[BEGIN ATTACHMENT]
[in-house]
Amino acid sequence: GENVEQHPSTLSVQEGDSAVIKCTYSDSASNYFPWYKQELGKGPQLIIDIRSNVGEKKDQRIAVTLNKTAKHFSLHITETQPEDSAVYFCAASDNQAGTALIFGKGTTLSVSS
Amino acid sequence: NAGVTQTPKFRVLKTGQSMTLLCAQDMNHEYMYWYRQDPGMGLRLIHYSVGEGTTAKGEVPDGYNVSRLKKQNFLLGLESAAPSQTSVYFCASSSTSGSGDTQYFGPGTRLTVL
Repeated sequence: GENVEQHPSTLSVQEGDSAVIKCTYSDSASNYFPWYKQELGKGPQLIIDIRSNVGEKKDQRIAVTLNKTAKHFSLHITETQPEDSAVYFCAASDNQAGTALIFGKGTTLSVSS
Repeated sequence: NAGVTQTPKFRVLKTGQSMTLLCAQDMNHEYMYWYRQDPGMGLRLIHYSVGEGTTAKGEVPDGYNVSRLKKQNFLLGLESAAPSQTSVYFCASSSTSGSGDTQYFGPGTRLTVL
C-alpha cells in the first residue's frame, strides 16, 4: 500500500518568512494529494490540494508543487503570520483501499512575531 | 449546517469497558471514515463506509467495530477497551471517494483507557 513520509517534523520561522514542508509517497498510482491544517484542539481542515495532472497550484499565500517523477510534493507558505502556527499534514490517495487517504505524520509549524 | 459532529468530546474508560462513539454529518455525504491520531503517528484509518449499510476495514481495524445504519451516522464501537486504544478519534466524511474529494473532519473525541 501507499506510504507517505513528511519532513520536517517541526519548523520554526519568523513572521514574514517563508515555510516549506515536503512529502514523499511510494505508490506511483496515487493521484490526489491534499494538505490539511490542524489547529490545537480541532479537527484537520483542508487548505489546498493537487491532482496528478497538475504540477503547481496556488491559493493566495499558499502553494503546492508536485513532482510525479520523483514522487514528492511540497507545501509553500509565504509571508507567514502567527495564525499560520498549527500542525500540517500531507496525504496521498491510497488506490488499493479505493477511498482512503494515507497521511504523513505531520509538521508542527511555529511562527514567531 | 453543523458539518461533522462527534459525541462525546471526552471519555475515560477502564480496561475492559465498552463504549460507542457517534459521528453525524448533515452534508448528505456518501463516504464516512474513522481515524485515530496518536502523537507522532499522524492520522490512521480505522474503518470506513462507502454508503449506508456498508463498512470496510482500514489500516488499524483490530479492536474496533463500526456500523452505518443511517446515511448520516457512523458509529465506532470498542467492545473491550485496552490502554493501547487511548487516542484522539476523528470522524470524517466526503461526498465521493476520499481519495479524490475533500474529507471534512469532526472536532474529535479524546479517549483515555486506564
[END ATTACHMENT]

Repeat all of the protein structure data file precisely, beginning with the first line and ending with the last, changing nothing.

[in-house]
Amino acid sequence: GENVEQHPSTLSVQEGDSAVIKCTYSDSASNYFPWYKQELGKGPQLIIDIRSNVGEKKDQRIAVTLNKTAKHFSLHITETQPEDSAVYFCAASDNQAGTALIFGKGTTLSVSS
Amino acid sequence: NAGVTQTPKFRVLKTGQSMTLLCAQDMNHEYMYWYRQDPGMGLRLIHYSVGEGTTAKGEVPDGYNVSRLKKQNFLLGLESAAPSQTSVYFCASSSTSGSGDTQYFGPGTRLTVL
Repeated sequence: GENVEQHPSTLSVQEGDSAVIKCTYSDSASNYFPWYKQELGKGPQLIIDIRSNVGEKKDQRIAVTLNKTAKHFSLHITETQPEDSAVYFCAASDNQAGTALIFGKGTTLSVSS
Repeated sequence: NAGVTQTPKFRVLKTGQSMTLLCAQDMNHEYMYWYRQDPGMGLRLIHYSVGEGTTAKGEVPDGYNVSRLKKQNFLLGLESAAPSQTSVYFCASSSTSGSGDTQYFGPGTRLTVL
C-alpha cells in the first residue's frame, strides 16, 4: 500500500518568512494529494490540494508543487503570520483501499512575531 | 449546517469497558471514515463506509467495530477497551471517494483507557 513520509517534523520561522514542508509517497498510482491544517484542539481542515495532472497550484499565500517523477510534493507558505502556527499534514490517495487517504505524520509549524 | 459532529468530546474508560462513539454529518455525504491520531503517528484509518449499510476495514481495524445504519451516522464501537486504544478519534466524511474529494473532519473525541 501507499506510504507517505513528511519532513520536517517541526519548523520554526519568523513572521514574514517563508515555510516549506515536503512529502514523499511510494505508490506511483496515487493521484490526489491534499494538505490539511490542524489547529490545537480541532479537527484537520483542508487548505489546498493537487491532482496528478497538475504540477503547481496556488491559493493566495499558499502553494503546492508536485513532482510525479520523483514522487514528492511540497507545501509553500509565504509571508507567514502567527495564525499560520498549527500542525500540517500531507496525504496521498491510497488506490488499493479505493477511498482512503494515507497521511504523513505531520509538521508542527511555529511562527514567531 | 453543523458539518461533522462527534459525541462525546471526552471519555475515560477502564480496561475492559465498552463504549460507542457517534459521528453525524448533515452534508448528505456518501463516504464516512474513522481515524485515530496518536502523537507522532499522524492520522490512521480505522474503518470506513462507502454508503449506508456498508463498512470496510482500514489500516488499524483490530479492536474496533463500526456500523452505518443511517446515511448520516457512523458509529465506532470498542467492545473491550485496552490502554493501547487511548487516542484522539476523528470522524470524517466526503461526498465521493476520499481519495479524490475533500474529507471534512469532526472536532474529535479524546479517549483515555486506564